Making sure that the right mold is put into the right machine is something that could use a little more attention, for a couple of reasons.
First is the issue of machine performance. While working with many molders in the medical industry, one issue that we see time and time again is the question of barrel capacity. A common issue with high cavity, small component medical molds is too much barrel capacity. In these types of molds, medical molders are typically forced to purchase a larger machine for tie bar spacing, which can lead to a barrel that is larger than necessary. We typically recommend running shot sizes between 20 and 80—ideally 40 to 60—percent of the barrel capacity. In the circumstance of a larger barrel, however, machines often run well below the 20 percent mark. This can lead to potential problems that boil down to residence time. When running low barrel capacities, residence time on the material will typically increase, raising the risk of material degradation. With many medical molders that run polycarbonate, acrylic, and polyester materials, the degradation could show up as discoloration of the material or black specs. The saving grace for most are cycle times that are quick enough to move the material though the barrel and prevent this from happening.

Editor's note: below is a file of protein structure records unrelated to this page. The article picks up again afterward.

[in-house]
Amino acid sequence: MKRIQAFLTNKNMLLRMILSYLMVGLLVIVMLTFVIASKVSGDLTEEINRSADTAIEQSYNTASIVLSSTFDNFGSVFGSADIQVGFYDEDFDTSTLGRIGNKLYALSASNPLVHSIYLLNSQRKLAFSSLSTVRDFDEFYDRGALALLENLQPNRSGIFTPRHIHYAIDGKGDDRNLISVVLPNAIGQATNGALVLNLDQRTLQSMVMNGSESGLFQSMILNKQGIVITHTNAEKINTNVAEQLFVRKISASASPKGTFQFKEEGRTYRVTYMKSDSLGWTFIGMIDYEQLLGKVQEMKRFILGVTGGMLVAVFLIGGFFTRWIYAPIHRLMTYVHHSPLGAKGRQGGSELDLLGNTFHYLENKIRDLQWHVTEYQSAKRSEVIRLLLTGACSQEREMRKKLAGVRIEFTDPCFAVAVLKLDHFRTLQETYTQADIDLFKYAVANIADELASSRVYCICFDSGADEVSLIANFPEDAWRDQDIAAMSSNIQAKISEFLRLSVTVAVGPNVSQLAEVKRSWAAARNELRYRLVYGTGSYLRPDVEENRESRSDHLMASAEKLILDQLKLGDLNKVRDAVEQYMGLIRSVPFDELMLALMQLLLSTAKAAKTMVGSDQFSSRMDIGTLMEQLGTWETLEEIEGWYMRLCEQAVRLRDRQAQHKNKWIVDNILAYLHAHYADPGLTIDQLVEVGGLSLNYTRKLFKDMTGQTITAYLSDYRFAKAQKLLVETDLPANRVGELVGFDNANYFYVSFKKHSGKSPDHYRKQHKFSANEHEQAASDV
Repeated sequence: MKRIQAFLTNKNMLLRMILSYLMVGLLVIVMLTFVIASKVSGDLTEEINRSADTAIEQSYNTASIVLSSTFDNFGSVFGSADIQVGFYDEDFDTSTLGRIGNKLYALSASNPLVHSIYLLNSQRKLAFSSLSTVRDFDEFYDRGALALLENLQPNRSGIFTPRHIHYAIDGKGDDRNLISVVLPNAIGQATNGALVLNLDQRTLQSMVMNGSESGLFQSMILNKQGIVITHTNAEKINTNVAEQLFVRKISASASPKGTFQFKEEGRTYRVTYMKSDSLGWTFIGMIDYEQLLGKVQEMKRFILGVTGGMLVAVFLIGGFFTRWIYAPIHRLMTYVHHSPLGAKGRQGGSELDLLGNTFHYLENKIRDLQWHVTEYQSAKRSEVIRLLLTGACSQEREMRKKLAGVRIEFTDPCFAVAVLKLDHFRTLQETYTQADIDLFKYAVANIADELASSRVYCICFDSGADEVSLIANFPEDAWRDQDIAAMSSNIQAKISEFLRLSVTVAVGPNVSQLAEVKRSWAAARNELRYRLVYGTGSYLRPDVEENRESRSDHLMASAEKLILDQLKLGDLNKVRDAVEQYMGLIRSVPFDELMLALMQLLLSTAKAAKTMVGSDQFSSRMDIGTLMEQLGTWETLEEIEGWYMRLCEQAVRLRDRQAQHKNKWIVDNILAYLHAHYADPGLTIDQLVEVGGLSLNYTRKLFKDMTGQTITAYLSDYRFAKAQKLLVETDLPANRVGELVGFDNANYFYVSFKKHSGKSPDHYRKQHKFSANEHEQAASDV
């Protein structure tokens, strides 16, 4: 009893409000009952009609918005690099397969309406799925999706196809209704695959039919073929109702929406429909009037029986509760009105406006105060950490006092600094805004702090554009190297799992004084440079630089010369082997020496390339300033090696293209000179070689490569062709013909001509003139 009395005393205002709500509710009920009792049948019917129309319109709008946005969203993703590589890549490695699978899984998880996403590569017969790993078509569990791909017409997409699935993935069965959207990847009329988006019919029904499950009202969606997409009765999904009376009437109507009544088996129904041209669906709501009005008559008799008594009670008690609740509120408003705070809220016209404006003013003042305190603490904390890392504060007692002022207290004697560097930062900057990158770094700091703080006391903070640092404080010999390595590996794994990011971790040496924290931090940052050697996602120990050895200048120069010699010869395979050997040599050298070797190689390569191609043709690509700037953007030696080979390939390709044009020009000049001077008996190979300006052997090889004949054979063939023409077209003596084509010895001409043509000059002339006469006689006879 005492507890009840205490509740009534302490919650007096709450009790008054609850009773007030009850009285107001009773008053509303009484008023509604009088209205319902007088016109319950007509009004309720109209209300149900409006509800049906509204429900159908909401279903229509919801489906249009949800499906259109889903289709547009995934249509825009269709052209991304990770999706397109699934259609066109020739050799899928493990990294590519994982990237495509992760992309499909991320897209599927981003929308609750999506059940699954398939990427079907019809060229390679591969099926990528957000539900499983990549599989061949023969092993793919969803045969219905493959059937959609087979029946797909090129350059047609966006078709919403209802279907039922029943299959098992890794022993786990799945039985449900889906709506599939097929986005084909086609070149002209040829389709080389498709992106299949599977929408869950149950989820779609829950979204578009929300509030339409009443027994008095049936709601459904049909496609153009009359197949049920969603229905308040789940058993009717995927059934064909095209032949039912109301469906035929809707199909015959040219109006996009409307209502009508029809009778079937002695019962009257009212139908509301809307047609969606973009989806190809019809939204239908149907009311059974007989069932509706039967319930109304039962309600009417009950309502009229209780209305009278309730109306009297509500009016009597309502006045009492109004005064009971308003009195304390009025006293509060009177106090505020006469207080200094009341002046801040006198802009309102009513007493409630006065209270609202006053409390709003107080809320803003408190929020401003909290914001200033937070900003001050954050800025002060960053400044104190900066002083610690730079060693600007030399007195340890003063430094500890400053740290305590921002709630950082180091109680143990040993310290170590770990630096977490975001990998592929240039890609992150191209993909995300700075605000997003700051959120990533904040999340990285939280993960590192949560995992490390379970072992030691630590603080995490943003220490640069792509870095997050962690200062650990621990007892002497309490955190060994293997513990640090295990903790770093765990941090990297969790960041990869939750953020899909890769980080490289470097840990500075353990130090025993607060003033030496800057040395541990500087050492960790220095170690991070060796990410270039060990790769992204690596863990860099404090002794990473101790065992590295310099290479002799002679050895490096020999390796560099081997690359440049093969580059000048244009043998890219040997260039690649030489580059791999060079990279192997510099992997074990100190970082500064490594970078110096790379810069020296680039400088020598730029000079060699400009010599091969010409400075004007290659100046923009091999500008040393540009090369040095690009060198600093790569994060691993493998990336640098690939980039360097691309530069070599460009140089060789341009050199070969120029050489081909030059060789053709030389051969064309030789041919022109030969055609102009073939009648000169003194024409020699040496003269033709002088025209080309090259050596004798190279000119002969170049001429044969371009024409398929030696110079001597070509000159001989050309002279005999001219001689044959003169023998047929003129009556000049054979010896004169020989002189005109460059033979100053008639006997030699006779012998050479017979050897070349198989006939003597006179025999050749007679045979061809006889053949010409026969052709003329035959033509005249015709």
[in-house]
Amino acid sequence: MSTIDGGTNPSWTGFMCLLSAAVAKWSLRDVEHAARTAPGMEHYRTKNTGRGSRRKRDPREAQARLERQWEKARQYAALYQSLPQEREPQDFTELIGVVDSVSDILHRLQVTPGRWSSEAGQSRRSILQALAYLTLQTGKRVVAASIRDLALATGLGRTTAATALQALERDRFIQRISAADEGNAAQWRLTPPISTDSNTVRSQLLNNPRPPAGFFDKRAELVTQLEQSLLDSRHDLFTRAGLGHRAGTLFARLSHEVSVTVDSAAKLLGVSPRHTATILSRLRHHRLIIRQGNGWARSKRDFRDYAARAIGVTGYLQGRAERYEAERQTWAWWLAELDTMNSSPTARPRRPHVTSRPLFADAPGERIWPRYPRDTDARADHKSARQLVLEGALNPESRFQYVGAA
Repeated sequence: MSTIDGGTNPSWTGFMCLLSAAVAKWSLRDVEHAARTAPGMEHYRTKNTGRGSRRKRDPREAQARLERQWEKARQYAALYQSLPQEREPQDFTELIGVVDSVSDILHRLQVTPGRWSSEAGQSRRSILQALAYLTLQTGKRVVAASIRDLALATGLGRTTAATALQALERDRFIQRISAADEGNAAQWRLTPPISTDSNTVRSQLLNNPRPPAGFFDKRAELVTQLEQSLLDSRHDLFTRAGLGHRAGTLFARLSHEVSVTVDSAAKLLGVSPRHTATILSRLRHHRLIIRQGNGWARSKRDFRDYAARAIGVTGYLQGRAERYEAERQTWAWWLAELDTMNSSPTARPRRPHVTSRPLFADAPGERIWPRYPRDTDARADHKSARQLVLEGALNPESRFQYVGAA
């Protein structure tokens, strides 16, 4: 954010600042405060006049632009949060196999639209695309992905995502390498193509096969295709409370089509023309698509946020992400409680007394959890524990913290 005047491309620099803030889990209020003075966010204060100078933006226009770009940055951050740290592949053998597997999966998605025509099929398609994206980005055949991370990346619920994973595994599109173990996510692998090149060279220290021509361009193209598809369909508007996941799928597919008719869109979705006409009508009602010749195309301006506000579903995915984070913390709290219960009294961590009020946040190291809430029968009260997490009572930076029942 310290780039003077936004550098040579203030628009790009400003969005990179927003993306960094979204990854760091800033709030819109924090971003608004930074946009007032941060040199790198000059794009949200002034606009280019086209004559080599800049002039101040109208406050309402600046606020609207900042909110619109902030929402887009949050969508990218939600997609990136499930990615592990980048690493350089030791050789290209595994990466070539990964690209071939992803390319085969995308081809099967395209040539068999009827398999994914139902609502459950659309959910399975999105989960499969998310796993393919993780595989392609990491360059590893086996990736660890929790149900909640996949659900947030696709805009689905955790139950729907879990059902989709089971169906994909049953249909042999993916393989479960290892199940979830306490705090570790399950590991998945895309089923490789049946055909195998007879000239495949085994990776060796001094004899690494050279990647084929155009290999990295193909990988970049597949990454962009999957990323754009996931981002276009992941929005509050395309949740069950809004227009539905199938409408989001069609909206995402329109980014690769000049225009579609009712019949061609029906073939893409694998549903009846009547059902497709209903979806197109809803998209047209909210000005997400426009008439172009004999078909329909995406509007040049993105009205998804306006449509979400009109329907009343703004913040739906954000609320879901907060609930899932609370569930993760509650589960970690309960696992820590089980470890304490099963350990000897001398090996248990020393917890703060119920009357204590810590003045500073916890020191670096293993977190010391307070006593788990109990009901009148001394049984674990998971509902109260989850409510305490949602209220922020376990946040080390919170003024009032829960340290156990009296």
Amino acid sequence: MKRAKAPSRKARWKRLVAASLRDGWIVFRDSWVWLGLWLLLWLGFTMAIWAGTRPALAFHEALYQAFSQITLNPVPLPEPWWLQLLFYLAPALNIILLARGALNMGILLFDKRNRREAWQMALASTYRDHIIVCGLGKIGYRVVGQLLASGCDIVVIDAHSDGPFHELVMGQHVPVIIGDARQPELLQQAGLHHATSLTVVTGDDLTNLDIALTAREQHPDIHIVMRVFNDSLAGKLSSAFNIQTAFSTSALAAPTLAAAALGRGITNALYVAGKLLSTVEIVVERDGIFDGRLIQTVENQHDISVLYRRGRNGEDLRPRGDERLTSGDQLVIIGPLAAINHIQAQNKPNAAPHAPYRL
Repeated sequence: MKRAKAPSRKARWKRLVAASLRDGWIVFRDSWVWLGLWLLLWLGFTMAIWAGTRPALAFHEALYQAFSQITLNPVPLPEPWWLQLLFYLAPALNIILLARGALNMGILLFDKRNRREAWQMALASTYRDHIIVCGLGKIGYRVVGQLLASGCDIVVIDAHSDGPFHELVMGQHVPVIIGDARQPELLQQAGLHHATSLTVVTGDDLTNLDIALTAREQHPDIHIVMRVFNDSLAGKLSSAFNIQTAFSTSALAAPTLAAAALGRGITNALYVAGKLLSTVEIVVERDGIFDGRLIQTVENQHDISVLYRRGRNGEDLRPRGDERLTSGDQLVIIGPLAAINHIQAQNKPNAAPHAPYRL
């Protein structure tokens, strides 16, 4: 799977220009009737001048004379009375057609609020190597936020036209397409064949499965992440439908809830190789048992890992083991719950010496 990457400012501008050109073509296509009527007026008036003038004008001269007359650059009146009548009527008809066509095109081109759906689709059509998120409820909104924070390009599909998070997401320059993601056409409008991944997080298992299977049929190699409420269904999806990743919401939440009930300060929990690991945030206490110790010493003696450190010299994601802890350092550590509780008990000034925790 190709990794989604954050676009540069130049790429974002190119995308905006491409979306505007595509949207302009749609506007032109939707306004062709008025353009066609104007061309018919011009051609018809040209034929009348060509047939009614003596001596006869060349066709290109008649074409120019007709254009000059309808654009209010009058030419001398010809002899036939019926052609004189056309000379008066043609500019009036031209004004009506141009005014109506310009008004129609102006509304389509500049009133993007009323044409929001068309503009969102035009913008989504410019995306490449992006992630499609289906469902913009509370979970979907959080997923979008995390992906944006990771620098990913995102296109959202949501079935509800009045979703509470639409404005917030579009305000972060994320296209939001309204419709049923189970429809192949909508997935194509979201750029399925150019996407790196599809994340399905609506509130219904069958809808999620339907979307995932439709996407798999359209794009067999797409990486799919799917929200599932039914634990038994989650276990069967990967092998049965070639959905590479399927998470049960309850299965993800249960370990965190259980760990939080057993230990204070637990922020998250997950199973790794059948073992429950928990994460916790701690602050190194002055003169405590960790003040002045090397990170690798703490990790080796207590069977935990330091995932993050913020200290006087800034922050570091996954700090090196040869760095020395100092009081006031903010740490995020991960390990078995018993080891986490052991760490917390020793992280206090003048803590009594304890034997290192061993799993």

Occasionally, we run into the rarer problem of being above 80 percent of the barrel capacity—the opposite issue of too much residence time. This high capacity may not allow enough residence time to adequately melt the polymer. Also, an issue we see when using most, if not all, of the barrel is that cycle time may be dictated by how fast you can plasticize. We commonly refer to this as “recovery limited”. We have seen some success with customers who retrofit machines with electric screw drives to help with the ability to recover faster. Shut off nozzles are also an option, but at the expense of increased injection pressure and pressure losses.
The second issue is the consistency in the injection velocity. Realistically, how fast can a molding machine accelerate to an injection rate of 15 inches per second in ½ inch of screw stroke? This is an unrealistic expectation put on the molding machine. The analogy that we use in our classes is to get into your car and go from zero to maximum velocity and then stop in a quarter of a mile. What would be the maximum speed achieved while still being able to stop in the given distance? Now do it 10 times and achieve the same maximum speed every time. I don’t know what kind of car everyone drives, but I know mine couldn’t do it!
Here is the good news: when this situation occurs and the machine size is being dictated by the size of the mold, the mold deflection is minimized. Most machine manufacturers suggest using 66 percent of the platen, but in these cases it is more like 99 percent. This is a good thing. The more of the platen that is being used by the mold, the more supported it will be, minimizing the potential for mold deflection.
Remember, when you find yourself in these situations and you need a new machine, the key is to get the smallest screw and barrel combination you can get that still works. Aim for that sweet spot of barrel capacity. Happy molding!